On June 17, 1972, five men were caught in an attempted robbery of the Democratic National Committee headquarters, a rented room in the Watergate hotel. They had previously broken into the DNC rooms on May 28th, had rifled through some filing cabinets and bugged a couple of phones. Although that operation had gone smoothly, the bugs had begun to malfunction. The second break-in was needed to repair the phones, and also to continue to look for damaging intelligence that could be used against the Democratic presidential campaign. The Watergate burglars had been hired by G. Gordon Liddy, finance counsel for the Nixon campaign, the break-in authorized by CRP (Committee to Re-elect the President) chair, Jeb Magruder, White House counsel, John Dean, and Attorney-General John Mitchell. It’s possible that President Nixon did not know of or approve the initial burglary. But he aggressively participated in the subsequent cover-up.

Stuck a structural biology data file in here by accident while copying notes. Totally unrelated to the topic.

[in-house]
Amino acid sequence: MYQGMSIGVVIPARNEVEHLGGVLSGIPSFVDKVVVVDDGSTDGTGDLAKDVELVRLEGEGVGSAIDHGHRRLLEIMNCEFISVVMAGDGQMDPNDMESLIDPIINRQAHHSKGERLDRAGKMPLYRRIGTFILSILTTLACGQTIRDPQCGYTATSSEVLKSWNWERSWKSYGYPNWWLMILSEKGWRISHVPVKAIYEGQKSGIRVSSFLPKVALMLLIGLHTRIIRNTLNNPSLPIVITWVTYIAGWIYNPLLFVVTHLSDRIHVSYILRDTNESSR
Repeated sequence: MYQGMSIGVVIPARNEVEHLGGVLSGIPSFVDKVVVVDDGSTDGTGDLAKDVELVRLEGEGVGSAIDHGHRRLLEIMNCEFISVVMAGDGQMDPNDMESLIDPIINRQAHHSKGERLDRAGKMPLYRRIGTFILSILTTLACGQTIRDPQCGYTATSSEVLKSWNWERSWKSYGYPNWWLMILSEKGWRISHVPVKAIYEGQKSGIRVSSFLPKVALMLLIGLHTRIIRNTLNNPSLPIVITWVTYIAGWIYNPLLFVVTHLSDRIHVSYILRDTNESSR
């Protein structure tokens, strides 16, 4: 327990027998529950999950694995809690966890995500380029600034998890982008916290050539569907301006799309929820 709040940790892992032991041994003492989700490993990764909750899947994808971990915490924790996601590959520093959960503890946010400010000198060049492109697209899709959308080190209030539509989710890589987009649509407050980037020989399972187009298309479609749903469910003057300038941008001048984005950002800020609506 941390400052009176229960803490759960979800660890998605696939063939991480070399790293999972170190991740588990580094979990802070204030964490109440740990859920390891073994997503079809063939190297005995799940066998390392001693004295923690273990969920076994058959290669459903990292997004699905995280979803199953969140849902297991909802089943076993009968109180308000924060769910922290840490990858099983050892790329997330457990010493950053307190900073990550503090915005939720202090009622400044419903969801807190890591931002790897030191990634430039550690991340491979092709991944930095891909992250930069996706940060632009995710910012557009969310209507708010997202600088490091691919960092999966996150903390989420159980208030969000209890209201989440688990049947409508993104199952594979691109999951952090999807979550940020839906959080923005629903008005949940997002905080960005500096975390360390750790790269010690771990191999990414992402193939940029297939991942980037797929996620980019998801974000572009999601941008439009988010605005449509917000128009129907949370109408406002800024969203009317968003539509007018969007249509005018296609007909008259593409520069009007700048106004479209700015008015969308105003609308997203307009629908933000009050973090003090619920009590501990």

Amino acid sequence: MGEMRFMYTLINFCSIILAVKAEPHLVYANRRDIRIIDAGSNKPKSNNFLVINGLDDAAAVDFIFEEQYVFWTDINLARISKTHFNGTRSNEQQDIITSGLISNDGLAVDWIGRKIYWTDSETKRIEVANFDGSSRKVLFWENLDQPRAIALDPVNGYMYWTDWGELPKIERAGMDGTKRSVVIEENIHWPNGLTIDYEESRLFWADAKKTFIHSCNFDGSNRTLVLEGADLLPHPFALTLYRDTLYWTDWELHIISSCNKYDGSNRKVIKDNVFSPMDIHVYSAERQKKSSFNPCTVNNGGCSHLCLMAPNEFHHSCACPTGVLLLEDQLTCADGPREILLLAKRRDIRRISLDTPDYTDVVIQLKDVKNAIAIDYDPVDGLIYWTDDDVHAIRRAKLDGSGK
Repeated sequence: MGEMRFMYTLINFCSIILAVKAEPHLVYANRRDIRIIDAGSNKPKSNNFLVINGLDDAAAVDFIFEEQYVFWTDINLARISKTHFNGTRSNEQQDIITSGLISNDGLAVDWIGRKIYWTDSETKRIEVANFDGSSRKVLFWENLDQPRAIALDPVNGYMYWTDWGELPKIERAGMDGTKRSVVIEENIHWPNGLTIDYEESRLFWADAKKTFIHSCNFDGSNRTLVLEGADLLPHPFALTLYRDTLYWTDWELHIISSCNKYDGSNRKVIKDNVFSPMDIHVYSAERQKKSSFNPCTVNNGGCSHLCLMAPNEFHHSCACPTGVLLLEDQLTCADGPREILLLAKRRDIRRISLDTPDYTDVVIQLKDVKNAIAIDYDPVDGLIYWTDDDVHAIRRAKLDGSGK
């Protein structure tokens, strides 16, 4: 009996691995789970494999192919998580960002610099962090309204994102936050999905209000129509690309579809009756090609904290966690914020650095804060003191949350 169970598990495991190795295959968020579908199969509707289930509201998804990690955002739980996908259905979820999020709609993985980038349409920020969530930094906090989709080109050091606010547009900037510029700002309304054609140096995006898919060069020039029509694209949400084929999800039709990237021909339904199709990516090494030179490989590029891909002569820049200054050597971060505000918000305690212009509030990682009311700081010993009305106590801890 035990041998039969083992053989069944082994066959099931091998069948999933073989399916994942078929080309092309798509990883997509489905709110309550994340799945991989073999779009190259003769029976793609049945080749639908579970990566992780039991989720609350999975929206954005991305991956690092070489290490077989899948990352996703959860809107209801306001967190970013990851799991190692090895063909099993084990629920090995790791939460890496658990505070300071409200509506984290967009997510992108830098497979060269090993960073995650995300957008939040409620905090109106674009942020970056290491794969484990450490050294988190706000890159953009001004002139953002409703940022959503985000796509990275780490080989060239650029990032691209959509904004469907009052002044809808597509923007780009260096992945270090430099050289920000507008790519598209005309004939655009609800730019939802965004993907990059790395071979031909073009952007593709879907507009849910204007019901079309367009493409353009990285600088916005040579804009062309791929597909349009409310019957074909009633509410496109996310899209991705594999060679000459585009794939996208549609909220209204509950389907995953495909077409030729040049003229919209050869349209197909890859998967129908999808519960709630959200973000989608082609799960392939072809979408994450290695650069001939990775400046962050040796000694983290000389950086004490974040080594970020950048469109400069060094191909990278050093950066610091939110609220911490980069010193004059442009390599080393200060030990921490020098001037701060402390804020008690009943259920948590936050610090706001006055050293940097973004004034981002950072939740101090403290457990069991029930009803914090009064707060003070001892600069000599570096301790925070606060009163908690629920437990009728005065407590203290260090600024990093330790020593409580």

Once it was learned that President Nixon routinely recorded conversations in the Oval Office, the Watergate investigators tried to subpoena the audio tapes. President Nixon claimed executive privilege; Archibald Cox, who had been appointed Special Prosecutor, kept insisting. On Saturday, October 20, 1973, Nixon ordered Attorney-General Elliott Richardson, to fired Cox. Richardson refused, and resigned in protest. his deputy, William Ruckelshaus was ordered to fired Cox; he also refused and resigned. Finally, Solicitor-General Robert Bork, third in command, was ordered to fire Cox, and after some soul-searching, did. This series of events has come to be known as the Saturday Night Massacre, and is seen as one of the more significant events in the scandal that led to Nixon’s eventual resignation.